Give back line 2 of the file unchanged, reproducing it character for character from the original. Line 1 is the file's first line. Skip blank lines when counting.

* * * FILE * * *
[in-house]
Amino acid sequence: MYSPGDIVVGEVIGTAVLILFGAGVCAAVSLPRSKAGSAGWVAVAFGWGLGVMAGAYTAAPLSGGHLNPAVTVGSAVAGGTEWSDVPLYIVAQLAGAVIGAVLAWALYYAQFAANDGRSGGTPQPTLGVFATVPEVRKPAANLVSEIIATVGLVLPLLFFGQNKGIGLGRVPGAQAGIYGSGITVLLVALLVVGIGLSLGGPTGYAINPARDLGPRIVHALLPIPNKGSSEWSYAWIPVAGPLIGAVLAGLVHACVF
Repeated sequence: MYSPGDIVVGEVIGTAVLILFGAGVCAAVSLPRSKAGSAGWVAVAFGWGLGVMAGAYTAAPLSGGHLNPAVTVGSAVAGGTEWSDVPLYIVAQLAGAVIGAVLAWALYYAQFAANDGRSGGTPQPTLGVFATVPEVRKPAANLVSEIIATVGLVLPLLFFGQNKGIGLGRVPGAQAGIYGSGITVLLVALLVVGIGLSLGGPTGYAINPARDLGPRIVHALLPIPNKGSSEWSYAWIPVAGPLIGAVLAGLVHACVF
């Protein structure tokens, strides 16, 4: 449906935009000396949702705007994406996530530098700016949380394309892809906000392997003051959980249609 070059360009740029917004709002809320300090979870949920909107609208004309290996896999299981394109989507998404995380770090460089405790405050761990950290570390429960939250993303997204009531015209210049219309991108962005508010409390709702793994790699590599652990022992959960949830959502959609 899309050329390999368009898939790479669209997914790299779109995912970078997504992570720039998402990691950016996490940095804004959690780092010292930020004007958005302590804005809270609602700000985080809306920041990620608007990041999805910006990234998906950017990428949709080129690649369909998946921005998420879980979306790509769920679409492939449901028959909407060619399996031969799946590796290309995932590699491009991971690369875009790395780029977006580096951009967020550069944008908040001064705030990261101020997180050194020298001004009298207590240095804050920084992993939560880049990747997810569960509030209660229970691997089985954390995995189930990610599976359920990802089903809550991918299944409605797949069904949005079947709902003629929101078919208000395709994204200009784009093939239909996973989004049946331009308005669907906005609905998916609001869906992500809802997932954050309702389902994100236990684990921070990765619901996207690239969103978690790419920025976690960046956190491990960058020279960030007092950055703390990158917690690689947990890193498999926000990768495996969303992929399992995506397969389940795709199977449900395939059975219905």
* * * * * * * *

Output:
Amino acid sequence: MYSPGDIVVGEVIGTAVLILFGAGVCAAVSLPRSKAGSAGWVAVAFGWGLGVMAGAYTAAPLSGGHLNPAVTVGSAVAGGTEWSDVPLYIVAQLAGAVIGAVLAWALYYAQFAANDGRSGGTPQPTLGVFATVPEVRKPAANLVSEIIATVGLVLPLLFFGQNKGIGLGRVPGAQAGIYGSGITVLLVALLVVGIGLSLGGPTGYAINPARDLGPRIVHALLPIPNKGSSEWSYAWIPVAGPLIGAVLAGLVHACVF